Methods: Two embalmed cadavers were used with unstable pelvic injuries (OA/OTA 61-C1) created through disrupting the pelvic ring anteriorly and posteriorly. To measure intravesical pressure, which reflects intra-pelvic pressure, a supra-pubic catheter was inserted and connected to a water manometer whilst a spigot was placed in a urethral catheter to reduce leakage of fluid. The common and superficial femoral arteries were dissected in the left groin for each specimen prior to any intervention to allow inspection following binder application. A SAM pelvic sling II, Trauma Pelvic Orthotic Device (T-POD), Prometheus pelvic splint and an improvised pelvic binder were used on each cadaver, with each applied following lower limb bandaging with the knees slightly flexed. The groins were then inspected to assess if the femoral vessels were visible. Statistical analysis was performed in SPSS using a paired samples t test to determine if any difference existed between initial pelvic pressure in specimens compared to pressures with bandaging on and binders applied.

Results: Bandaging the lower limbs alone produced a significant increase in both peak and steady mean intra-pelvic pressure, 15.69 cmH2O and 12.38 cmH2O, respectively, compared to the baseline pressure, 8.73 cmH2O (p = 0.002 and p = 0.001, respectively). Applying the pelvic binder with the bandaging in place increased intra-pelvic pressure compared to the baseline (peak pressure of 25.38 cmH2O (p < 0.001) and steady pressure of 15.13 cmH2O (p = 0.003)). Steady mean pressures between bandaging alone and bandaging with the binder applied were not significantly different (p = 0.09), whilst the peak pressures were significantly greater when the binder was applied (p = 0.005). The improvised binder and T-POD both required cutting to access the femoral vessels which resulted in decreasing efficacy.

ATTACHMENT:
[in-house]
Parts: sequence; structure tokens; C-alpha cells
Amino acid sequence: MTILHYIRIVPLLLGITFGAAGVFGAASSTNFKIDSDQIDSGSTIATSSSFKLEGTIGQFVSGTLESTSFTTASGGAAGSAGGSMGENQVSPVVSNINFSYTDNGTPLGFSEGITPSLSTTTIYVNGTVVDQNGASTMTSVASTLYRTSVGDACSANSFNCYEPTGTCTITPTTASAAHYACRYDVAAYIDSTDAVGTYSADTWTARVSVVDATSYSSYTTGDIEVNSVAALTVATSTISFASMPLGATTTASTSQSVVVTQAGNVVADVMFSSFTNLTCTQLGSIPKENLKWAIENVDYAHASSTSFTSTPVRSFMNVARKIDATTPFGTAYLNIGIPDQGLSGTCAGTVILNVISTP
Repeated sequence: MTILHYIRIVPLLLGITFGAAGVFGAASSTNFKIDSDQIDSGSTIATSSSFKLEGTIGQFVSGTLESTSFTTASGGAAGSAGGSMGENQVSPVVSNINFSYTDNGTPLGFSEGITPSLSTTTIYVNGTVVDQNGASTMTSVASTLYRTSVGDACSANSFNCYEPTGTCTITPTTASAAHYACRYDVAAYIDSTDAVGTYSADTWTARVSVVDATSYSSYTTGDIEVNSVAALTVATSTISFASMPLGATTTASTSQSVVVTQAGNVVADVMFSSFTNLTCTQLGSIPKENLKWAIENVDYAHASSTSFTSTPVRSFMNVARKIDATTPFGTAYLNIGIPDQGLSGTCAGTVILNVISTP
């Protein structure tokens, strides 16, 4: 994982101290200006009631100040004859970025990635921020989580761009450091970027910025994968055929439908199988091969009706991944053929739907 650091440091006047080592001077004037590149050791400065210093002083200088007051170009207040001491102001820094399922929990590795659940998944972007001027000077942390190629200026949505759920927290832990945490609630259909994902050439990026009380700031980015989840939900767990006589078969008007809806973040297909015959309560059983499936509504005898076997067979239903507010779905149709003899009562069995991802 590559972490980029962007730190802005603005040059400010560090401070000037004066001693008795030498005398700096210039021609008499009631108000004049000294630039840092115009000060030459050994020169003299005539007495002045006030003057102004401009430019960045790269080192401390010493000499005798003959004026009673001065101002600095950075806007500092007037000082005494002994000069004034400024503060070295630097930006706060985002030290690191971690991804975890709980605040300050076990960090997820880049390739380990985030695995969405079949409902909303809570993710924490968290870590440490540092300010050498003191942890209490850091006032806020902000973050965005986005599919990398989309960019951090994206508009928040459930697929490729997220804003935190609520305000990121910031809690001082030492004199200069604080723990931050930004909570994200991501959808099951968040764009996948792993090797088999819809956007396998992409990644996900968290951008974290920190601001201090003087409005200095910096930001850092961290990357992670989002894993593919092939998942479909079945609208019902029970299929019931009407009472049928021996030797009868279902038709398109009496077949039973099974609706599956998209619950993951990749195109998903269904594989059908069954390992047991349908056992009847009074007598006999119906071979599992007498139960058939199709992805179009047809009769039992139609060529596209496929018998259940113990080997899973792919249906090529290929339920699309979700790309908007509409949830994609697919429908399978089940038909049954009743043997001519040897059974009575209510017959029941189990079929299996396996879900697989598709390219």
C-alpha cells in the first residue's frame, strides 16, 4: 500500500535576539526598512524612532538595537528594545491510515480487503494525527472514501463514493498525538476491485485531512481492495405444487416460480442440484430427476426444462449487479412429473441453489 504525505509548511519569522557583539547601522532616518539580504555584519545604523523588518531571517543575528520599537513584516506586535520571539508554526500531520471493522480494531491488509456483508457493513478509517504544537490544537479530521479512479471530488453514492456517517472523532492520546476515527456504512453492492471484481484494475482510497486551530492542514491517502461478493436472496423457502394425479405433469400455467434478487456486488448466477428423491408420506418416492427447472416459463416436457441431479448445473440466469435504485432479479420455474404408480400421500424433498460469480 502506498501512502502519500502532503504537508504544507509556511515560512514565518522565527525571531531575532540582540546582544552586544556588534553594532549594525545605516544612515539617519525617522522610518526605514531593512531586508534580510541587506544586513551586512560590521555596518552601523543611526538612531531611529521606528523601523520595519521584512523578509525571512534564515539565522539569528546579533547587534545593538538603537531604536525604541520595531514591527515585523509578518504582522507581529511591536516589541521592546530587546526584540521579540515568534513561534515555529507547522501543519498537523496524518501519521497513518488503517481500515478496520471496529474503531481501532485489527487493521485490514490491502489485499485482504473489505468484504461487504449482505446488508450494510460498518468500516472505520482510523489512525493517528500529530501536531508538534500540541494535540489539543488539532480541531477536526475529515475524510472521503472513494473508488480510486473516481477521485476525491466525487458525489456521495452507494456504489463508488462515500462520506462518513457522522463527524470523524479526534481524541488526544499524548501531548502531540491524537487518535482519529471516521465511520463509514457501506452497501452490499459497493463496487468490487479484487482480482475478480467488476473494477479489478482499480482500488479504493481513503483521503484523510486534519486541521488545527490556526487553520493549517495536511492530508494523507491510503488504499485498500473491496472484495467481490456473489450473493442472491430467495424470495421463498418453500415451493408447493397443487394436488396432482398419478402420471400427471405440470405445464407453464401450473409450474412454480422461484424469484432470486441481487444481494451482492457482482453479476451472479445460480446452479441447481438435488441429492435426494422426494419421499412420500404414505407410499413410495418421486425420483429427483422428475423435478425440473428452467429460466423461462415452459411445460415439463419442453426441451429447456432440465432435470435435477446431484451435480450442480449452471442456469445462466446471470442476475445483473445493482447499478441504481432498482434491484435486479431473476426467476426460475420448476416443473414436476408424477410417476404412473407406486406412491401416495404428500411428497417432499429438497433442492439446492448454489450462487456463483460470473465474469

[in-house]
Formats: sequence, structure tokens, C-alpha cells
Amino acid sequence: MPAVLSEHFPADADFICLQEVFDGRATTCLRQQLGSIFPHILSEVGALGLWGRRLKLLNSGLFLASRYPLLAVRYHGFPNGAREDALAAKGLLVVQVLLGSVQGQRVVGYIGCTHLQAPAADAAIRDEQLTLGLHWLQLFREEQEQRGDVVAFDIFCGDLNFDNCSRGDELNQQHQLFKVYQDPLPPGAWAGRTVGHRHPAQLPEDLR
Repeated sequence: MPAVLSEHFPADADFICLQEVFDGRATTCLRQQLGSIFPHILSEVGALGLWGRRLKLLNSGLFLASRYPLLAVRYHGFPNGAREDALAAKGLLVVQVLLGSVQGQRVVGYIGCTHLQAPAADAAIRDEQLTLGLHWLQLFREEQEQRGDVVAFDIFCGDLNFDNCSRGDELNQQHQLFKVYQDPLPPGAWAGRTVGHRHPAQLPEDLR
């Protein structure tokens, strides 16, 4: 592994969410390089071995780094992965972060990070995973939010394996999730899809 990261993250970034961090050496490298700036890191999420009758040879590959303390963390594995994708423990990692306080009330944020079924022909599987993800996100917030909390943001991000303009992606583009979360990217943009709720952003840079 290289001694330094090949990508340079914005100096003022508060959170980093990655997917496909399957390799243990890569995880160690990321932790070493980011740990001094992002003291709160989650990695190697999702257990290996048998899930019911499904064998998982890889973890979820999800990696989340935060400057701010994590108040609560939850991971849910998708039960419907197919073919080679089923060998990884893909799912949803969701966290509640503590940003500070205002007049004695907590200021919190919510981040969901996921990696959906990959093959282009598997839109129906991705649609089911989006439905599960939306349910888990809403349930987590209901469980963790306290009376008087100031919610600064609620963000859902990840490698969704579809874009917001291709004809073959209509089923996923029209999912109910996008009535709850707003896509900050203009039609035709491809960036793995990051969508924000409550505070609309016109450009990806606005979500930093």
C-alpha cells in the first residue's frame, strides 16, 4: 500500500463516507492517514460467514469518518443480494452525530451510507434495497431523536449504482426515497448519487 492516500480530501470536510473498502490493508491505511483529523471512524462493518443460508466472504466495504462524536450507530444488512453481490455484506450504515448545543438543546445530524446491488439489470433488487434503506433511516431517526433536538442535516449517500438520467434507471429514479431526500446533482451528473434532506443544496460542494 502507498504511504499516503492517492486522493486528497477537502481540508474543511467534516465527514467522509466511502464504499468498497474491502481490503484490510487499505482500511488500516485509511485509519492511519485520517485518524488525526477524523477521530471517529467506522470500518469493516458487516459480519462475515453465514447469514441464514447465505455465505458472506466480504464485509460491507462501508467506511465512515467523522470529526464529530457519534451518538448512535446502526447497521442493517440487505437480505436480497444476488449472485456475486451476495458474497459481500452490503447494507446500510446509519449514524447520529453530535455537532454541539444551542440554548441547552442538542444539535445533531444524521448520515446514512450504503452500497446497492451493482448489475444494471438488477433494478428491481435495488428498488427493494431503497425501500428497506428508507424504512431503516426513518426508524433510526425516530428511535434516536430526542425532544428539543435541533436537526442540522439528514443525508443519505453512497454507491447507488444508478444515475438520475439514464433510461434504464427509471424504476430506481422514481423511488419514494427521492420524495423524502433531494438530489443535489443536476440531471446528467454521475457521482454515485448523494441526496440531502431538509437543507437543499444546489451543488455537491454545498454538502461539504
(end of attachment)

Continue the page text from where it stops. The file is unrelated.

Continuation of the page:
Conclusions: Intra-pelvic pressure was significantly increased through bandaging the lower limbs alone, and this represents a simple measure to increase intra-pelvic pressure and therefore efficacy of the binder. Access to the femoral vessels varied with binder type and represents an important consideration in polytrauma patients.


Le graal plaquettaire hémostatique ?

Thrombosomes: a platelet-derived hemostatic agent for control of noncompressible hemorrhage

Fitzpatrick GM et Al. Transfusion. 2013 Jan;53 Suppl 1:100S-106S


Un thrombosome est en quelque sorte une plaquette lyophilisée dans laquelle l'eau est remplacée par un sucre particulier: le trehalose. Ré exposé à une atmosphère humide, il se réhydrate pour retrouver toutes ses propriétés. Cela ne semble pas être une simple théorie car il initierait une génération de thrombine permettant la formation d'un caillot de manière satisfaisante. Des thrombosmes, du fibrinogène et du PLyo, on peut espérer !


BACKGROUND: Uncontrolled hemorrhage is responsible for ~80% of the potentially survivable deaths in combat and over 40% of early mortality in the under 65 age group in the United States. Providing an easily used infusible hemostatic agent to first responders could significantly reduce these fatalities. We report on an infusible lyophilized platelet-derived hemostatic agent stabilized with trehalose and polysucrose prior to and during lyophilization.